Explained | The journey of an IPO—from naming merchant bankers to listing on bourses

Market Outlook

We are in the middle of a busy IPO season. Companies across the spectrum—from paints, housing, railways, IT services to miniratnas—are all looking to tap the market.

A lot of work goes into launching an IPO, which can take months if not more to hit the market. We look at various stages that go into the making of an IPO.

Why do companies go public?

When a company decides to expand its business, it needs capital which can be raised either in the form of debt, bonds or by selling ownership to the public (equity). To raise money through equity, it goes for what is known as an initial public offering (IPO). As the name suggests, the company offers its shares to the general public for the first time.

Enter merchant bankers 

Having decided to go public, the first step is to appoint a merchant banker or a lead manager (LM). An IPO can have more than one merchant banker. The lead manager lays the ground for the IPO by preparing the draft red herring prospectus (DRHP).

DRHP, or the offer document, is a preliminary registration document prepared by merchant bankers for the company looking to launch the IPO.

The document contains information on the business activities, promoters, financials of the firm, etc. The lead manager also conducts due diligence on the company filing for an IPO.

What is underwriting and why does it matter?

Underwriting shares, vital to an IPO, is also done by the merchant banker. Underwriting involves determining the risk and the price of a security. During an IPO, investment banks first buy or underwrite the securities of the issuing company and then sell them in the market.

By underwriting shares, merchant bankers agree to purchase all or part of the IPO shares and resell them to the public. Underwriting is like insurance—it ensures that the company issuing the security can raise the full capital while earning the underwriters a premium in return for the service.

The next step

Marketing the IPO is also the job of the lead manager who also sees to the appointment of other intermediaries like registrars and bankers.

Once the intermediaries are appointed, the merchant banker has to formulate the issuing process of the shares.

Deciding the price 

Broadly, there two ways to decide the price. One, where the company and the merchant banker fix a price called a fixed price. The other is where the company and lead manager agree on a price range and leave it to market forces to decide the final price known as book building.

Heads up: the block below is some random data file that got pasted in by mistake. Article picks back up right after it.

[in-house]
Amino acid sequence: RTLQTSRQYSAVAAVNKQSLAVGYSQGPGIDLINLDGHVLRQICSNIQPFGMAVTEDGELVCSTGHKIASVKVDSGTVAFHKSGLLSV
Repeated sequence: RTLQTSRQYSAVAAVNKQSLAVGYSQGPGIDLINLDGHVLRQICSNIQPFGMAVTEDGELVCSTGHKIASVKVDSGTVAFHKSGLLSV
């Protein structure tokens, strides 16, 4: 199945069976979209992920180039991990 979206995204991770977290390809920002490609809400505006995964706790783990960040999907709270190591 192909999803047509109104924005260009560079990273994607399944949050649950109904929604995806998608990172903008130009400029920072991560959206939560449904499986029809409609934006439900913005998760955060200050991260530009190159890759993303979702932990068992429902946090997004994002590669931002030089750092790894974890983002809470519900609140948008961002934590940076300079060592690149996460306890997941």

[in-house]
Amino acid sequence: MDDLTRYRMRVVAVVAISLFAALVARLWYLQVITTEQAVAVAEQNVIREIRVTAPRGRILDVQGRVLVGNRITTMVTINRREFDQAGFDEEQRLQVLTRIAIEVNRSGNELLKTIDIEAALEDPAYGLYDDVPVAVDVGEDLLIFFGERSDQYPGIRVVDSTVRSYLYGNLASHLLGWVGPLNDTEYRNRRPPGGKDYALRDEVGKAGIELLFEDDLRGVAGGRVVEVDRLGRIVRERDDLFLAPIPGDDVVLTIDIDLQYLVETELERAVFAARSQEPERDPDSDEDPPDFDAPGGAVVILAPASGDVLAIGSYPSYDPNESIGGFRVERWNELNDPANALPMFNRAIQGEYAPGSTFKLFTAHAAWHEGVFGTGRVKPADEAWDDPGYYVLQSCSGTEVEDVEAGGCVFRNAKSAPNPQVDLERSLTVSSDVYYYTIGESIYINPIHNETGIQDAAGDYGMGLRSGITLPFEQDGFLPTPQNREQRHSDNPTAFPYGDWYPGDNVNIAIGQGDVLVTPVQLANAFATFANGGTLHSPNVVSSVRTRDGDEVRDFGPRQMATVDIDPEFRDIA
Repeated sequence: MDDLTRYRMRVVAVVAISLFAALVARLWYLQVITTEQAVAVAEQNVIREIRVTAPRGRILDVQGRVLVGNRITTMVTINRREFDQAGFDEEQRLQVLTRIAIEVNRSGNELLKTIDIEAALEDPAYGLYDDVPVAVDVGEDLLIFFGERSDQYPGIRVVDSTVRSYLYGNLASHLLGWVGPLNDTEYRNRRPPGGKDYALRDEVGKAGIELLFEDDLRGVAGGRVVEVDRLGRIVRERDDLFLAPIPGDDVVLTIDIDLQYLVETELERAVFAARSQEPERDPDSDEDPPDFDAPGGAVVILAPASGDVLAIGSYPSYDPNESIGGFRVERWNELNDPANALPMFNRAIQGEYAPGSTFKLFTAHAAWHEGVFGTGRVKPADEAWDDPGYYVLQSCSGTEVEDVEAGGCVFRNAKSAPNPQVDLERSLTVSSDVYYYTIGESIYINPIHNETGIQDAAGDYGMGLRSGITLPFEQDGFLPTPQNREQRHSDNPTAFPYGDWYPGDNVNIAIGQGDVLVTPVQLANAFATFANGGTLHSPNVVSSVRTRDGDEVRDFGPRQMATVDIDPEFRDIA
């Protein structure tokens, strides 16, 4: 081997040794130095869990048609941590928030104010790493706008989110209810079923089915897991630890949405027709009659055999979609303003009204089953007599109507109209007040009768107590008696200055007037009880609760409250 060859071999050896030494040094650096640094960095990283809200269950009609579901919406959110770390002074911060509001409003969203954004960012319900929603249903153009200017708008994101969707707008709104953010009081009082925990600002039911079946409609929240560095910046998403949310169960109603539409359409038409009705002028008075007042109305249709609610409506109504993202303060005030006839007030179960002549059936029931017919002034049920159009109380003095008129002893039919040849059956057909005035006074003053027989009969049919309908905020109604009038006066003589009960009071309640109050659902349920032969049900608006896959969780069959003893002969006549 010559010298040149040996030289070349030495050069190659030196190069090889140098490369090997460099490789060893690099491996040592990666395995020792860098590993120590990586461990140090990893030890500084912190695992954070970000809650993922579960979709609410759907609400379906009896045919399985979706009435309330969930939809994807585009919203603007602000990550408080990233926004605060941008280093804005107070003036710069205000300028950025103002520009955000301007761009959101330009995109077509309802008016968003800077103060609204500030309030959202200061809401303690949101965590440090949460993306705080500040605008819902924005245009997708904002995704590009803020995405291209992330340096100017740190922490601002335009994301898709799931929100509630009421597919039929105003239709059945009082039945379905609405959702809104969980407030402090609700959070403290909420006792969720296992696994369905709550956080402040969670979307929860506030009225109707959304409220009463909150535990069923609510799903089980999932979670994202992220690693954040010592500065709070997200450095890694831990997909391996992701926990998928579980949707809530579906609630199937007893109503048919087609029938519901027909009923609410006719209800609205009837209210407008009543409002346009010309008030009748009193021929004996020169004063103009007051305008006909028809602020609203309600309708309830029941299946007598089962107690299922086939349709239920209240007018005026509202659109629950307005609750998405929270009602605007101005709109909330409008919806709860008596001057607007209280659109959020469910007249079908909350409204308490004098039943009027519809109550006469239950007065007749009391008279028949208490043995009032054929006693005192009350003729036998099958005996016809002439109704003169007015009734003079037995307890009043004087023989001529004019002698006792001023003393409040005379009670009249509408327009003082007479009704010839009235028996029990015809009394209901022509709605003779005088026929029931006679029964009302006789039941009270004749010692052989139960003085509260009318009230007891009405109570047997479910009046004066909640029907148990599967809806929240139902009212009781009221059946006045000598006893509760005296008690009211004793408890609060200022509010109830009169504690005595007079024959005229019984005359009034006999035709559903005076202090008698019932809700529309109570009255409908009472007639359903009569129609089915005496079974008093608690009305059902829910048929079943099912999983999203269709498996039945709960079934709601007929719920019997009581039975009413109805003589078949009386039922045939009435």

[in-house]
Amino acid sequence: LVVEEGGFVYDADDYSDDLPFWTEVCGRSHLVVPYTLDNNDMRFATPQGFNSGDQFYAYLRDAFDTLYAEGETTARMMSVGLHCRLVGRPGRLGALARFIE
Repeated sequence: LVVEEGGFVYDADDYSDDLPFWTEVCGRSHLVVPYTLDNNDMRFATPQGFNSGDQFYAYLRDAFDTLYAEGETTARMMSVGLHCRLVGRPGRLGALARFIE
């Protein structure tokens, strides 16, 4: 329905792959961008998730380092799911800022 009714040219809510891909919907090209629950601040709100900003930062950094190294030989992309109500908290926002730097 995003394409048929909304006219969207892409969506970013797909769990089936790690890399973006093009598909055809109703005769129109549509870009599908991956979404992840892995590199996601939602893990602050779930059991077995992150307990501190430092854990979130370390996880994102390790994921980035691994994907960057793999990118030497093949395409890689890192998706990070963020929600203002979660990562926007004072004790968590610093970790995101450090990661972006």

In the book-building process, a price band along with the range is provided to investors. The applicants can bid for shares in the given range with the quantity for which they would like to bid.

The price at which the company wants to issue shares to the public is known as the offering or the issue price. The price is arrived at by the issuer in consultation with the merchant banker.

The company and the merchant banker/lead manager are expected to provide complete disclosures of the parameters they considered while assessing the price.

The basis for the issue price is disclosed in the bid document, in which the company provides extensive information on the qualitative and quantitative factors that support the bid.

Ready for launch

Once the merchant banker gets the green signal from the market regulator the Securities Exchange Board of India and the registrar of the companies, they are good to go for the IPO.

Also read: All About The IPO Allotment Process For Retail Investors


Lot size: It is important to understand the concept of lot size before understanding the process for allocation of shares in an IPO. The total equity shares provided by a company are grouped into smaller segments of shares known as lot size and each application made should be in lot size.

For instance, if a company needs to issue 1,000 shares and the size of the lot is determined as 10 shares per lot, then 100 x 10 = 1,000 shares are the total available lots. While applying for an IPO, the investor can apply only in absolute numbers.

When the subscription period ends, all the incorrectly submitted applications are deleted by the lead manager (merchant banker) to get the actual subscription number. It leads to two scenarios:

  • Scenario 1:If the combined number of bid lots is less than the lots offered by the company, a full allocation is made to investors who have applied for the IPO.
  • Scenario 2:The total number of bid lots is greater than the company’s offered lots. In this case, there can be two sub-cases:

Small oversubscription: If the oversubscription is not too high, then every applicant is first issued one lot and the rest is allotted proportionately.

Large oversubscription: If the subscription is so high that even one lot of shares cannot be allocated to each eligible applicant, SEBI says the lots will be allocated on a lucky draw basis. The system of lucky drawing must be computerised and there must be no discrimination.

Once the allotment is done, the merchant banker allocates shares or refunds the money to investors.

The listing day

This is the day the company is listed on the stock exchange. The listing price is the price agreed on that day based on consumer demand and supply and the stock is listed at a cut-off price premium, par, or discount.

The day an IPO is issued, buy and sell orders may pile up until they are balanced against each other, deciding the opening price. Shares open higher than the offering price if the demand for the shares exceeds the supply and vice versa.

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